Monday, July 10, 2006

Chavez on Immigration

As for the effect of Hispanic immigrants on the country’s social fabric, the NRC found that they are more likely than other Americans to live with their immediate relatives: 88.6 percent of Mexican immigrant households are made up of families, compared with 69.5 percent of non-Hispanic whites and 68.3 percent of blacks. These differences are partially attributable to the age structure of the Hispanic population, which is younger on average than the white or black population. But even after adjusting for age and immigrant generation, U.S. residents of Hispanic origin—and especially those from Mexico—are much more likely to live in family households. Despite increased out-of-wedlock births among Hispanics, about 67 percent of American children of Mexican origin live in two-parent families, as compared with 77 percent of white children but only 37 percent of black children.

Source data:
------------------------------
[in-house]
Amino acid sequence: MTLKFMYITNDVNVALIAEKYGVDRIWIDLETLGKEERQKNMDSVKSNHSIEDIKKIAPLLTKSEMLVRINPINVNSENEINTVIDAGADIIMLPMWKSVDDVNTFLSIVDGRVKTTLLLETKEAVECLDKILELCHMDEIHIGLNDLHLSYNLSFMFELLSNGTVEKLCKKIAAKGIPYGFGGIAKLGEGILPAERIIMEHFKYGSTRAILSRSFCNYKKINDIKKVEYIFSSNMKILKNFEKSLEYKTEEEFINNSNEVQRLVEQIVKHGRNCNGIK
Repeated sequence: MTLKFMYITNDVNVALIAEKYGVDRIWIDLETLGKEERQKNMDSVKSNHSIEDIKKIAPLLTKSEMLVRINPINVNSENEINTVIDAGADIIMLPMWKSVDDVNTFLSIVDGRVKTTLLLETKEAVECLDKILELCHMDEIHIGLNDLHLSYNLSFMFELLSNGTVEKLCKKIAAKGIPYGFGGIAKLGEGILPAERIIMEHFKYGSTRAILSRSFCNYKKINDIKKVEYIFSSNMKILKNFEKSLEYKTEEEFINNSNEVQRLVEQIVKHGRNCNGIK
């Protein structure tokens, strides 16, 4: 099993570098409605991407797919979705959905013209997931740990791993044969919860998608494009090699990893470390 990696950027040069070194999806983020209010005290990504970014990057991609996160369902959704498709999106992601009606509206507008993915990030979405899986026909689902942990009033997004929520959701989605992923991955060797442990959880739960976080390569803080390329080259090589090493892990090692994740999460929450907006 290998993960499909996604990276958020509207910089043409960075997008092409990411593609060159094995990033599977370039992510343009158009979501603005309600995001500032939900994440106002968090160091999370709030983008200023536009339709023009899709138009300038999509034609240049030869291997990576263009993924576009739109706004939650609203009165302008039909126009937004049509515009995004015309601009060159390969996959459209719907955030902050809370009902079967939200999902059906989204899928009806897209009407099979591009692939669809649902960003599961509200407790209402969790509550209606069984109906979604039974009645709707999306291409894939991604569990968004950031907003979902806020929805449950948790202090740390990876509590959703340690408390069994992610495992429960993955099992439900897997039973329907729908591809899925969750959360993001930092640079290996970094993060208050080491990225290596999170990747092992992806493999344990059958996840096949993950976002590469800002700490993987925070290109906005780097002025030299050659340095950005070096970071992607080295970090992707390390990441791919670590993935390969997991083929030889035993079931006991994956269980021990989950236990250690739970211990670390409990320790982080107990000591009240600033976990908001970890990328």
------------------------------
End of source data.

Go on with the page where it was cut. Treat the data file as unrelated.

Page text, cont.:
Linda Chavez, writing in Commentary on the immigration issue.

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